When I went home that summer, I made a pact with myself that I would work out and eat healthy. I wanted to see what my healthiest body would look like. I wanted girls to envy me and boys to desire me. I started to run every day and do a workout video off youtube. I stopped drinking for a month. I did a ton of research on healthy eating. Food, you changed into something I ate to give me the body I became obsessed with having. You changed to a form of rules that has damaged the way I see you even now. I ate cooked chicken and 99% lean turkey with no oil and only cayenne because I feared olive oil would make me fat. I only ate fruit in the morning because I read that the sugars metabolize differently in the afternoon. I only dressed my salads in balsamic vinegar because of the high calorie grocery store dressings. When you became these rules, the way I viewed everything changed. I was addicted to the praise I received when I got results, and didn’t see anything wrong with what I was doing because I was certain it was “healthy”. I had a boyfriend that summer who knew about my obsession with eating healthy. Every now and then, him or his family took me out to nice dinners where I allowed myself to eat and drink whatever I wanted. But that’s when it goes dark. Instead of being present, I would obsess over the food in front of me. I would eat past the point of full because I saw it as my only time to have this “unhealthy” food. I would be having a conversation, but I was really thinking about the eating everything and anything I could get my hands on while I could. Even after dinner, I’d drive out to cvs to get my favorite ice cream or candy. After these episodes I was convinced people could see the food I ate on my body. People noticed this cycle and I’ve received a few comments that my motto seemed to be all or nothing when it came to you, food. The next day after my binge, I’d feel so guilty and ashamed and I would go back to only eating healthy and working out until the next episode. I didn’t realize this cycle would stay with me for the next five years.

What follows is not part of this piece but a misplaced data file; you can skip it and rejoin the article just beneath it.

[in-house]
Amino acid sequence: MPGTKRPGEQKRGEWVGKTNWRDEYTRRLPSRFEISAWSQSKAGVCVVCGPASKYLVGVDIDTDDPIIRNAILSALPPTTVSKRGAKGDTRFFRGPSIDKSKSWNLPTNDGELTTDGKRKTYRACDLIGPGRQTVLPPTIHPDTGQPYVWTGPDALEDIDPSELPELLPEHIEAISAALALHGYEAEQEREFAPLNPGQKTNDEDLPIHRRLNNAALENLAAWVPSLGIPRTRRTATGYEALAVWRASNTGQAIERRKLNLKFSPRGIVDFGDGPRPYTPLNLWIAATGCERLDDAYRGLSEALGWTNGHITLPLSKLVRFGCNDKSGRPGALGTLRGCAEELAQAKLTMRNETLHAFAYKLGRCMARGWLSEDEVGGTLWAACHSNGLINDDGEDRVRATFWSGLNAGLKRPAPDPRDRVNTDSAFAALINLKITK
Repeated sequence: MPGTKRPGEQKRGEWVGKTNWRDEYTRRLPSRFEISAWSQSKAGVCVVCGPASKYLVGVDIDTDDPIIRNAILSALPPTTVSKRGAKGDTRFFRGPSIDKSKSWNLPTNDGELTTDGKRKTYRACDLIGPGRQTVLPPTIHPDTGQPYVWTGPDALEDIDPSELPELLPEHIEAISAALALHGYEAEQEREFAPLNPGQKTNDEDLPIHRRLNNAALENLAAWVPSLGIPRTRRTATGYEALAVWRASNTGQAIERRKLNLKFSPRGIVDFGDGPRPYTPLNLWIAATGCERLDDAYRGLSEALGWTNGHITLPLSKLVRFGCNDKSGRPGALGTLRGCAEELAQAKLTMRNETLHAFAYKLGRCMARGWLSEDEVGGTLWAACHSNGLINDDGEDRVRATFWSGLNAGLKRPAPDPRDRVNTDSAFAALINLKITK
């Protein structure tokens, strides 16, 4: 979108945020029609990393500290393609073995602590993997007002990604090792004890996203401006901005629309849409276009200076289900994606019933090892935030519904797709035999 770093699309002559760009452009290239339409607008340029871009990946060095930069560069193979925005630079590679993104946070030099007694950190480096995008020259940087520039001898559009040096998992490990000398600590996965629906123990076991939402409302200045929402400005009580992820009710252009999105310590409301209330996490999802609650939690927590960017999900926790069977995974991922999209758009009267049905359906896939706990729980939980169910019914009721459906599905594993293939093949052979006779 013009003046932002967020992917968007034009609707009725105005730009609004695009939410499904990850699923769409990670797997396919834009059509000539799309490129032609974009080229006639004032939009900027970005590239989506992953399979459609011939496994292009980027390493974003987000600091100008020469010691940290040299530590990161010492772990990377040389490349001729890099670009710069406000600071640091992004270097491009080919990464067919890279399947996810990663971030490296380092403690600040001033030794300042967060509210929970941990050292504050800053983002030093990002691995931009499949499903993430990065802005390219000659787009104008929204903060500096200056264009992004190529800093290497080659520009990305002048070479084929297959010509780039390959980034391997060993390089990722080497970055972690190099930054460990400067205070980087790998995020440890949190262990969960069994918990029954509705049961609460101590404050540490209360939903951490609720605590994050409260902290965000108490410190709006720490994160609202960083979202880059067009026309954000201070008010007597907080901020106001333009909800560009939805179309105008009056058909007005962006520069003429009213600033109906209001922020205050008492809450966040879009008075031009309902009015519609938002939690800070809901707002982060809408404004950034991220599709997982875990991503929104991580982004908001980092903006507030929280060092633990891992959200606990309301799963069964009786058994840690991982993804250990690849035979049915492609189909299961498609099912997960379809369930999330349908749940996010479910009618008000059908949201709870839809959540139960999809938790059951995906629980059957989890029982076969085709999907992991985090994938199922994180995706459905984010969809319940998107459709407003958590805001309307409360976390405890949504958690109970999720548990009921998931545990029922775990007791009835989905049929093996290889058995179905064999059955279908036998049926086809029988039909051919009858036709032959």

Of course, our relationship has slightly changed over those years- I’m 24 and in my first two years of the working world. When my nutrition journey first started, I did grow to love fitness but now that I’m not active throughout the day at a desk job- my body is a little heavier than it was in college. I constantly aim to go back to the super skinny and fit shape I used to be in. I do my best to eat healthy and meal prep every week. I think about food constantly and often create meal plans and recreate them when I’m at work. Every now and then I try to convince myself I’m okay and I can have that piece of chocolate if I want it. But everytime I have a bite of something “unhealthy” it triggers a binge cycle and I find myself checking out at the grocery with sweedish fish, sour patch kids, and oreos. I kill myself at the gym six times a week. I’m constantly buying meal plans and fitness plans that promise amazing results. I stick with it a few weeks and then get frustrated when I don’t see immediate results. I go from having faith in myself to do it on my own to finding a new and shiner plan that will get me there. My binge episodes have become more frequent in a week and I’m sick of it. Now I have the same feeling I did my freshman year- I don’t recognize this body and I’m constantly torturing it.
Food, you’re taking over my life. When will this end? Aren’t you sick of this like I am? How can we get to a point where I feel safe with you no matter what?
- Julie Dillon RD blog
- Link to subscribe to the Love Food’s Food Peace Syllabus.
- Carolina Guízar’s website
- Carolina Guízar’s Instagram: Instagram.com/la_eathority
- The Latinx Health Collective
- Find Eating Disorder Dietitians near you.
Do you have a complicated relationship with food? I want to help! Send your Dear Food letter to LoveFoodPodcast@gmail.com.